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[ 15 Apr 2014 | No Comment ]
ECJ outlaws “snoopers’ charter” – but snoop they shall yet

By Richard Allison
The European Court of Justice has invalidated the European Parliament’s Data Retention Directive. The decision, following requests from the Irish and Austrian courts, is a blow to Theresa May’s plans to push through a data retention scheme which would indiscriminately collect and store data from UK citizens’ internet and phone use for up to 12 months for later examination.
A Home Office spokesperson said: “We are considering the judgment and its implications carefully. The retention of communications data is absolutely fundamental to ensure law enforcement have the powers they …

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[ 14 Apr 2014 | One Comment ]
Eve’s Law: addresses of domestic violence victims must be kept secret

By Christine Land
In busy working environments it is easy to make mistakes but some mistakes are more costly than others. An inadvertent disclosure of a domestic violence victim’s safe address to their abuser, for instance, could cost someone their life. Now signed by 87 MPs, Early Day Motion 900 so called “Eve’s Law” is calling for the greater protection of safe addresses.
The motion comes as a result of the tireless campaign of Eve Thomas, herself an escapee of domestic violence. In August 2012, Eve faced being sent to prison for …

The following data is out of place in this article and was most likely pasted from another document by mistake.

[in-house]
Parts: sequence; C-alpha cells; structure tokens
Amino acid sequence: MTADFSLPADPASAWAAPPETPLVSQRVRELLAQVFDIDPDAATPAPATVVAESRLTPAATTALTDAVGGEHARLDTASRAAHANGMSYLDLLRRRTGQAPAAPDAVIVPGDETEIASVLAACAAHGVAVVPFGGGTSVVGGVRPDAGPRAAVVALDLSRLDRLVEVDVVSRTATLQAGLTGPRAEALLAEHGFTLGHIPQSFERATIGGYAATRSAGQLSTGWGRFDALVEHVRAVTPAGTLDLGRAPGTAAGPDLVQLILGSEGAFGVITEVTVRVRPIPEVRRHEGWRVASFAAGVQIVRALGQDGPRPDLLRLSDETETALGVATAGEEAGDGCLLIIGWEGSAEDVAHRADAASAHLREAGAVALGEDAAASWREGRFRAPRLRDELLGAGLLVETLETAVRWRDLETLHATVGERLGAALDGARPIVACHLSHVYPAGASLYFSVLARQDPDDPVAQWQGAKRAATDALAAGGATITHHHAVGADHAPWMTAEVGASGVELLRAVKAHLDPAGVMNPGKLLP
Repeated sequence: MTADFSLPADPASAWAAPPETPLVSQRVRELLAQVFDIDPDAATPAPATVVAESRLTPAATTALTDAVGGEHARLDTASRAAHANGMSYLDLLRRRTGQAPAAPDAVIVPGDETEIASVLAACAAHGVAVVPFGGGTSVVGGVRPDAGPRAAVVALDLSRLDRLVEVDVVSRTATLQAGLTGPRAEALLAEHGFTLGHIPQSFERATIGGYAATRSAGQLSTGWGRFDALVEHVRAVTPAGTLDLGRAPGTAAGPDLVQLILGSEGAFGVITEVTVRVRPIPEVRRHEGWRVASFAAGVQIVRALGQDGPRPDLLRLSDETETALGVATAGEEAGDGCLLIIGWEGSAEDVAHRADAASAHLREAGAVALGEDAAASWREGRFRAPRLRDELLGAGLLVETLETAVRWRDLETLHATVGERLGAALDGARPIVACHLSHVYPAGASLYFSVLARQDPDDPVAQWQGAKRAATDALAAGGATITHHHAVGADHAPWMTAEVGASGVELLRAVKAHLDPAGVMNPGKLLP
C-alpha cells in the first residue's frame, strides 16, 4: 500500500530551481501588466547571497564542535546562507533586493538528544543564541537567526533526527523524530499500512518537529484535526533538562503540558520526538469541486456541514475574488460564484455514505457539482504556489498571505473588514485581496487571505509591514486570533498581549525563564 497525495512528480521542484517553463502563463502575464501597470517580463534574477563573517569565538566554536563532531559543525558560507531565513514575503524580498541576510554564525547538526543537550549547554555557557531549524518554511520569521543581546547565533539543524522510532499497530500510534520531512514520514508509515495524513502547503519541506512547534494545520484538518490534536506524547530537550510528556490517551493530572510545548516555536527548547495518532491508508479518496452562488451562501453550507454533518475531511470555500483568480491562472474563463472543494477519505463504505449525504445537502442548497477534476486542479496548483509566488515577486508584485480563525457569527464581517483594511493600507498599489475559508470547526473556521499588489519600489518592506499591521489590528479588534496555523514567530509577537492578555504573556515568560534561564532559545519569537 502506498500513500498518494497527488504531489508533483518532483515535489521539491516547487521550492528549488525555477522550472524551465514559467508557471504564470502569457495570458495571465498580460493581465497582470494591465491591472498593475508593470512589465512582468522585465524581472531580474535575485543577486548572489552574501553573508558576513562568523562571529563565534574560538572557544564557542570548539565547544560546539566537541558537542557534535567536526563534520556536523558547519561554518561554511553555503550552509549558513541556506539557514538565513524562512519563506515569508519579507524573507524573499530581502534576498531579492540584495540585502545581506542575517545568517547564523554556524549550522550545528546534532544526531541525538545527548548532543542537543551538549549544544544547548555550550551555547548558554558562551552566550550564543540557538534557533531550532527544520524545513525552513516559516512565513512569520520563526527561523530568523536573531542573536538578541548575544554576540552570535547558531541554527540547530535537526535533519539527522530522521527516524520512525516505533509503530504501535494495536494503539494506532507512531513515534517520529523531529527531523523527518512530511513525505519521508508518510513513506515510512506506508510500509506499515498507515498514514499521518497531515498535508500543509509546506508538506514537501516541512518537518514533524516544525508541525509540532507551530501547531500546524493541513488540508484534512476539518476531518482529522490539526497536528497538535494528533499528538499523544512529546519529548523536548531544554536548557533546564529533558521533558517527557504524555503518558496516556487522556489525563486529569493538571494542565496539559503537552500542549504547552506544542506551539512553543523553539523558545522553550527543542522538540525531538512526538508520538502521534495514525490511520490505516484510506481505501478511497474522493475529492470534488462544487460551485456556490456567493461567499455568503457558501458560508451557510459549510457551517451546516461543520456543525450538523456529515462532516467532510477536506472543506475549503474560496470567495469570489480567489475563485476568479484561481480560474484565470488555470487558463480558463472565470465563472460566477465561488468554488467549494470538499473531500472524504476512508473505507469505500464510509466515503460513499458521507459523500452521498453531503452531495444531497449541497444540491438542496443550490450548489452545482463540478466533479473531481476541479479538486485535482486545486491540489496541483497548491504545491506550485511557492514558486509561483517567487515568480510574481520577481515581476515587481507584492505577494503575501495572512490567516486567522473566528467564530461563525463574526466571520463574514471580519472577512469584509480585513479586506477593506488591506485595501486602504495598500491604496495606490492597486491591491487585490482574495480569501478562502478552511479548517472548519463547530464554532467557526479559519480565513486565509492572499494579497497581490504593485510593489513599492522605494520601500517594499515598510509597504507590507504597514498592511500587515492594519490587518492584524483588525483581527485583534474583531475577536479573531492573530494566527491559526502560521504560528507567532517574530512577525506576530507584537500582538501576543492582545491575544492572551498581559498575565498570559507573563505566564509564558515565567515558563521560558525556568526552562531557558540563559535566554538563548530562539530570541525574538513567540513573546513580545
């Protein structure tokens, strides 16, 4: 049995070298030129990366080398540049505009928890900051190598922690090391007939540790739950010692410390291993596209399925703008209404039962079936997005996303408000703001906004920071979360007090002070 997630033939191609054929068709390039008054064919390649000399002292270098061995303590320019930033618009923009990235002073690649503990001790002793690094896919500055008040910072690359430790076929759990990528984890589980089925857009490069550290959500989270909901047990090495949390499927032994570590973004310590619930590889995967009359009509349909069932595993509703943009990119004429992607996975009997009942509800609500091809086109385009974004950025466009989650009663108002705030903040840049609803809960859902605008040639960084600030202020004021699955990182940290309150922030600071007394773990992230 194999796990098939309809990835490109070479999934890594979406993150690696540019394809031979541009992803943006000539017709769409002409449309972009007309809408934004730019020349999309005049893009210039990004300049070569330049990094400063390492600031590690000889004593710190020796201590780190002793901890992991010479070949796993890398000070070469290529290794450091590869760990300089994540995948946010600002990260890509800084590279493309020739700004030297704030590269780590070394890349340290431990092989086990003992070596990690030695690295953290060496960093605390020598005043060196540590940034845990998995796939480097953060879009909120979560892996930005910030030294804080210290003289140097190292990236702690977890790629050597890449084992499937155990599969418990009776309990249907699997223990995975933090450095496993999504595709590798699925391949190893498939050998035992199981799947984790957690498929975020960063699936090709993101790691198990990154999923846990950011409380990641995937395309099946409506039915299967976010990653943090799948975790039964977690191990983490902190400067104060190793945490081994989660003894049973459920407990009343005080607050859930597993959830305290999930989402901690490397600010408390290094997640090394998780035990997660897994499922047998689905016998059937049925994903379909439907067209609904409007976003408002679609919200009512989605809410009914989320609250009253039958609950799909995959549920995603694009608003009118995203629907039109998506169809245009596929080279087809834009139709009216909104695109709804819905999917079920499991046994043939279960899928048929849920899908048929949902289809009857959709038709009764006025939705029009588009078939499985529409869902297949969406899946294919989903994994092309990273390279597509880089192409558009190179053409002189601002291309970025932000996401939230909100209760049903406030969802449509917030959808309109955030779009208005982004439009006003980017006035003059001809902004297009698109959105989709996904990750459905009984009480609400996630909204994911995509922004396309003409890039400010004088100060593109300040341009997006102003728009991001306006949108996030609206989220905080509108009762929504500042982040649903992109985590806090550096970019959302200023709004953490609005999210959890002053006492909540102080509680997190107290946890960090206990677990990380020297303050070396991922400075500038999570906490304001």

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[ 10 Apr 2014 | No Comment ]
Should judges question vulnerable witnesses?

By Matthew Seys-Llewellyn
Sir Keir Starmer, the former Director of Public Prosecutions, has been in the news this week with the suggestion that vulnerable witnesses should be questioned by the Judge in the case rather than by counsel, and this idea should give us pause to reflect on both the role of the judge and the role of the advocate.
The English have traditionally viewed judges with a certain amount of distrust, perhaps because one man seemed easier to bribe than 12 men of the jury, or possibly because judges can become …

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[ 4 Apr 2014 | One Comment ]
Shocking justice gap for disabled prisoners

By Benjamin Burrows
It is Prison Service policy that prisons provide a fair and equal service to all prisoners, including to those who are disabled. The purpose of this policy is to make sure that the Prison Service meets its obligations under the Equality Act 2010 (EqA). However, for many disabled prisoners, these obligations are not being met.
The Chief Inspectorate of Prisons carried out a thematic review of disabled prisoners in March 2009, and found that, on the whole, disabled prisoners reported that they had a worse prison experience, across all …

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[ 3 Apr 2014 | One Comment ]
Mr Grayling: why he’s wrong about the Human Rights Act

By Stephen Hockman QC
The recent debates between Nigel Farage and Nick Clegg highlight once again how difficult it is to persuade the British public to embrace anything European. In his appearance on 26 March 2014 before the House of Lords Constitution Committee, the Lord Chancellor Chris Grayling MP showed clearly that the Conservatives intend to capitalise on this at the next general election.
Mr Grayling stated that “My position has been very clear all along, I have no issue with the (European Human Rights) Convention, which I regard as a laudable …